Models

For a long time, people thought our solar system revolved around the Earth. Copernicus (or Galileo to some) came around and proved the planets revolved around our Sun.

Models are important - they are the perspective of an individual's perception of any given event. Models are always biased, but the objective should be to choose a model with the least bias possible.

How is this achieved?

Scrutinize opposing aspects, think critically, and have an open mind.

"All Truth passes through three stages: First, it is ridiculed. Second, it is violently opposed. Third, it is accepted as self-evident."

- Arthur Schopenhauer

Truth is stranger than fiction, but it is because Fiction is obliged to stick to possibilities; Truth isn't.

- Mark Twain


These opinions below may be my own or may belong to the authors whom I reference. They are posted for the benefit of mankind, so that we may collectively achieve a common ground and transition into a new golden era as seamlessly as possible.


Tuesday, April 23, 2013

Tuesday, April 16, 2013

The Sirius Documentary is Finally Here

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Sirius

“Sirius” is a feature length documentary that follows Dr. Steven Greer – an Emergency room doctor turned UFO researcher – as he struggles to disclose top secret information about classified energy & propulsion techniques. Along the way, Dr. Greer investigates new technology and sheds light on criminal and murderous suppression. He accumulates over 100 Government, Military, and Intelligence Community witnesses who testify on record about their first-hand experience with the cover-up. Though he feels the pressure of an imminent assassination attempt, he comes upon an amazing find: a possible ancient E.T. skeleton, 6 inches long, is discovered in the Atacama desert. Dr. Greer, along with his team, backed by crowd funding supporters, travel to Europe to get a sample of bone fragment in order to have an IVY league university run genetic tests on the skeleton. What they find will completely change the reality of human existence.

While on this odyssey, the audience gains a whole new perspective on technology, human evolution, and clandestine organizations who have manipulated and controlled the public for centuries.

Friday, April 5, 2013

Ultimate Antibody Found to be Effective Against Every Type Of Cancer


(Photo : Reuters)
It is estimated that more than 12,000 women will be diagnosed with cervical cancer in the U.S. this year and about 4,000 women will die of the disease.


By Mark HoffmanFirst 
Posted: Mar 31, 2013 12:15 PM EDT


Over ten years of cancer research paid off with the truly groundbreaking discovery of an "ultimate antibody" against cancer -- since it kills not just one or two, but all types of human cancer that it was tested on until now, it could result in a single treatment that would go a long way against the disease.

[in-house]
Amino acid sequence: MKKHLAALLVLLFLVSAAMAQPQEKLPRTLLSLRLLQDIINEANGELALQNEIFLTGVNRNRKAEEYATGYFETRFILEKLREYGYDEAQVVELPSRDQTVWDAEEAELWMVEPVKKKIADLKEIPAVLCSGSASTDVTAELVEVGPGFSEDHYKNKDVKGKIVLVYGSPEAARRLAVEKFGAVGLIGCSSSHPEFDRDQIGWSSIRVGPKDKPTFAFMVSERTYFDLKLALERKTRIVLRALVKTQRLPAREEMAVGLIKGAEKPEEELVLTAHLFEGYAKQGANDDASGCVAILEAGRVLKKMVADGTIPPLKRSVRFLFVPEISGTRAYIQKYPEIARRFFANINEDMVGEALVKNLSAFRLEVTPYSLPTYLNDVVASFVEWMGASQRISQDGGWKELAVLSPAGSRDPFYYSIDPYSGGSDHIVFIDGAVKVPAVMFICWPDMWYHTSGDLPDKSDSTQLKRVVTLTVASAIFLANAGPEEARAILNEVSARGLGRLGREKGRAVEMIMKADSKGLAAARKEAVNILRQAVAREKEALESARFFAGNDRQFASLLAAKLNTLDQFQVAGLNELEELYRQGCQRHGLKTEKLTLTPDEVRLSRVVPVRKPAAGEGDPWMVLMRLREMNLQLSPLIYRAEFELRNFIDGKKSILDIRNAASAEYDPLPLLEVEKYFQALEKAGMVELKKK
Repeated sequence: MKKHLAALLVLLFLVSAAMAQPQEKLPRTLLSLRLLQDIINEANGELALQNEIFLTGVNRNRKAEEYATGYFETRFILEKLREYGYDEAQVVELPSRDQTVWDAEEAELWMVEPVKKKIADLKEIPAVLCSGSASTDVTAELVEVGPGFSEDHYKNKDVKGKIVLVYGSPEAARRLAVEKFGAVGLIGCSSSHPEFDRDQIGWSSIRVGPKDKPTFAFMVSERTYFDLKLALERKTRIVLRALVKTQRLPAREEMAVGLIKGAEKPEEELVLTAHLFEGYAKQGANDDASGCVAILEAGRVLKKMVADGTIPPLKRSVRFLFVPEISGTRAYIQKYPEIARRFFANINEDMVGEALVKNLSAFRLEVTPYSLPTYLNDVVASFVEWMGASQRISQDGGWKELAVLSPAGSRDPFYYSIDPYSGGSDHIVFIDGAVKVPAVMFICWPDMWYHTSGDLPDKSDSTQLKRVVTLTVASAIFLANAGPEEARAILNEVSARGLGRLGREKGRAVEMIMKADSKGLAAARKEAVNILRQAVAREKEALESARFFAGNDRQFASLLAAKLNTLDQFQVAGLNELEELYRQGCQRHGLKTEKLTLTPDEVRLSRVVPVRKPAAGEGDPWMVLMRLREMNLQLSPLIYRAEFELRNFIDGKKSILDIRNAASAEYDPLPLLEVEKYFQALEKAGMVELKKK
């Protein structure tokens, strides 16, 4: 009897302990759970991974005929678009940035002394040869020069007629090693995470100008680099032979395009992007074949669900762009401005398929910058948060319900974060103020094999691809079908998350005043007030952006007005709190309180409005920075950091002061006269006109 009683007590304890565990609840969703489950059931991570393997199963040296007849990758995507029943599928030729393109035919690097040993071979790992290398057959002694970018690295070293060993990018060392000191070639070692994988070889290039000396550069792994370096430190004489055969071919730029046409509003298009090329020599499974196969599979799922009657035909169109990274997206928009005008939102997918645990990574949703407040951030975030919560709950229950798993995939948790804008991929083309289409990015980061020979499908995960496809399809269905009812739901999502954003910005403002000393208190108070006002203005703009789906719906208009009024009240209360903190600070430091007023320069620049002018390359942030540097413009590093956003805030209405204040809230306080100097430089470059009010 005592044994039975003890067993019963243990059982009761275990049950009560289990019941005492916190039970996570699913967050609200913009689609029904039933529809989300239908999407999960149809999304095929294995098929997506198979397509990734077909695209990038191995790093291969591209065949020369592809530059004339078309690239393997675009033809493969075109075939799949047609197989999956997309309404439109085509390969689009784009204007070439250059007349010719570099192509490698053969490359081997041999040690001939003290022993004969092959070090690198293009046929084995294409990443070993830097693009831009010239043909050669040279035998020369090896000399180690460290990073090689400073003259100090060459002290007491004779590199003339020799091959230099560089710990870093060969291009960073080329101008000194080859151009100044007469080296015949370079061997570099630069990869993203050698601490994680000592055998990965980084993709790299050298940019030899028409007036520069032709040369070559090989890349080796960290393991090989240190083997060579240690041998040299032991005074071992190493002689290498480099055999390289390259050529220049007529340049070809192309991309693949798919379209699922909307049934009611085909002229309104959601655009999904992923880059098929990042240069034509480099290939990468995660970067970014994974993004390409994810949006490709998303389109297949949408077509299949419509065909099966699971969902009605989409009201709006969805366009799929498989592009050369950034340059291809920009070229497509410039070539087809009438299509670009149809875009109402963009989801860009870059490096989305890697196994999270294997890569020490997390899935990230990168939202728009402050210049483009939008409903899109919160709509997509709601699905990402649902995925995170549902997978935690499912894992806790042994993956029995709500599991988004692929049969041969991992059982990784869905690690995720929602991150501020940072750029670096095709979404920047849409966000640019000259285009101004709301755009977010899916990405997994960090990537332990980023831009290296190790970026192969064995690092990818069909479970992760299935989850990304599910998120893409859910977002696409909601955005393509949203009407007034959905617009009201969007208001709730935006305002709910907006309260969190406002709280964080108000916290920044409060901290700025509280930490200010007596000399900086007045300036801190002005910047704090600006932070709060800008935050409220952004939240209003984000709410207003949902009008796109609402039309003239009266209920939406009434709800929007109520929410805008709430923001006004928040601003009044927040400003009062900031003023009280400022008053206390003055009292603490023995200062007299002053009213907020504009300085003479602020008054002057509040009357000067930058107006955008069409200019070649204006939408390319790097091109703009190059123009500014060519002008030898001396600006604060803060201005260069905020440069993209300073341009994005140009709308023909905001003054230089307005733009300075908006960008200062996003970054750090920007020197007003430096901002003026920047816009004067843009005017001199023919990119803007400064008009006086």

Scientists at the Stanford School of Medicine discovered a suspicous link between cancer cells and high levels of a protein called CD47 while studying leukemia a decade ago. Irving Weissman, the biologist behind the breakthrough, continued to study CD47 and found a CD47-blocking antibody that could cure some cases of leukemia by helping the immune system to recognize cancer cells as foreign and hostile cells that have to be destroyed.

The trick of the cancer cells is that the elevated amounts of CD47 produced by them function as a stealth cloak, effectively tricking the immune system into not destroying the cancer cells. Weissman discovered this by establishing a link between CD47 and most of the primary cancer types that affect humans, finding that cancer cells always had higher levels of CD47 than healthy cells.

"What we've shown is that CD47 isn't just important on leukemias and lymphomas," says Weissman, according to Science magazine. "It's on every single human primary tumor that we tested."

Weissman and his team used that observation to develop an antibody that blocks cancer cells' CD47, causing the body's immune system to attack the cancerous cells.

In tests on laboratory mice infected with a litany human cancers -- breast, ovarian, colon, bladder, brain, liver prostate -- the antibody was demonstrated to trigger the mice's immune systems to kill the tumorous cells.

"We showed that even after the tumor has taken hold, the antibody can either cure the tumor or slow its growth and prevent metastasis," said Weissman.

The next step is a period of clinical tests in humans, which can be initiated now thanks to a $20 million grant by the California Institute for Regenerative Medicine to move the findings to human safety tests.

"We have enough data already that I can say I'm confident that this will move to phase I human trials," said Weissman.

People Not In Labor Force Soar By 663,000 To 90 Million, Labor Force Participation Rate At 1979 Levels



Things just keep getting worse for the American worker, and by implication US economy, where as we have shown many times before, it pays just as well to sit back and collect disability and various welfare and entitlement checks, than to work .The best manifestation of this: the number of people not in the labor force which in March soared by a massive 663,000 to a record 90 million Americans who are no longer even looking for work. This was the biggest monthly increase in people dropping out of the labor force since January 2012, when the BLS did its census recast of the labor numbers. And even worse, the labor force participation rate plunged from an already abysmal 63.5% to 63.3% - the lowest since 1979! But at least it helped with the now painfully grotesque propaganda that the US unemployment rate is "improving."